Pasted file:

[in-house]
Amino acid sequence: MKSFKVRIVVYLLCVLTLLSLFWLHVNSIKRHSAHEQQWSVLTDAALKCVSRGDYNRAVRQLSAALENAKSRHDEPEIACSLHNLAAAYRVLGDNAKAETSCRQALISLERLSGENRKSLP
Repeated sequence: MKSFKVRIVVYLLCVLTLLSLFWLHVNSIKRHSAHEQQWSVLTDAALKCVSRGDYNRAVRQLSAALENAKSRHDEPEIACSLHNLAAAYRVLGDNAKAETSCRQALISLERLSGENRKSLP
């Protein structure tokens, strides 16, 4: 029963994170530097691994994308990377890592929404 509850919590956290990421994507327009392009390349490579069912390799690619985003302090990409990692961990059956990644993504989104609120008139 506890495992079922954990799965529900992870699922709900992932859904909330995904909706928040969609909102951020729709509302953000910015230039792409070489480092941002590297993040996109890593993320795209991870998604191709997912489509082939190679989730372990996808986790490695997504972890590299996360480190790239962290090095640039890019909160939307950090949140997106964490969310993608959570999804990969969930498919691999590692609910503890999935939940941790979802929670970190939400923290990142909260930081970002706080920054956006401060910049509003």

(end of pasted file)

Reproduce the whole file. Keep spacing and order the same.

[in-house]
Amino acid sequence: MKSFKVRIVVYLLCVLTLLSLFWLHVNSIKRHSAHEQQWSVLTDAALKCVSRGDYNRAVRQLSAALENAKSRHDEPEIACSLHNLAAAYRVLGDNAKAETSCRQALISLERLSGENRKSLP
Repeated sequence: MKSFKVRIVVYLLCVLTLLSLFWLHVNSIKRHSAHEQQWSVLTDAALKCVSRGDYNRAVRQLSAALENAKSRHDEPEIACSLHNLAAAYRVLGDNAKAETSCRQALISLERLSGENRKSLP
């Protein structure tokens, strides 16, 4: 029963994170530097691994994308990377890592929404 509850919590956290990421994507327009392009390349490579069912390799690619985003302090990409990692961990059956990644993504989104609120008139 506890495992079922954990799965529900992870699922709900992932859904909330995904909706928040969609909102951020729709509302953000910015230039792409070489480092941002590297993040996109890593993320795209991870998604191709997912489509082939190679989730372990996808986790490695997504972890590299996360480190790239962290090095640039890019909160939307950090949140997106964490969310993608959570999804990969969930498919691999590692609910503890999935939940941790979802929670970190939400923290990142909260930081970002706080920054956006401060910049509003």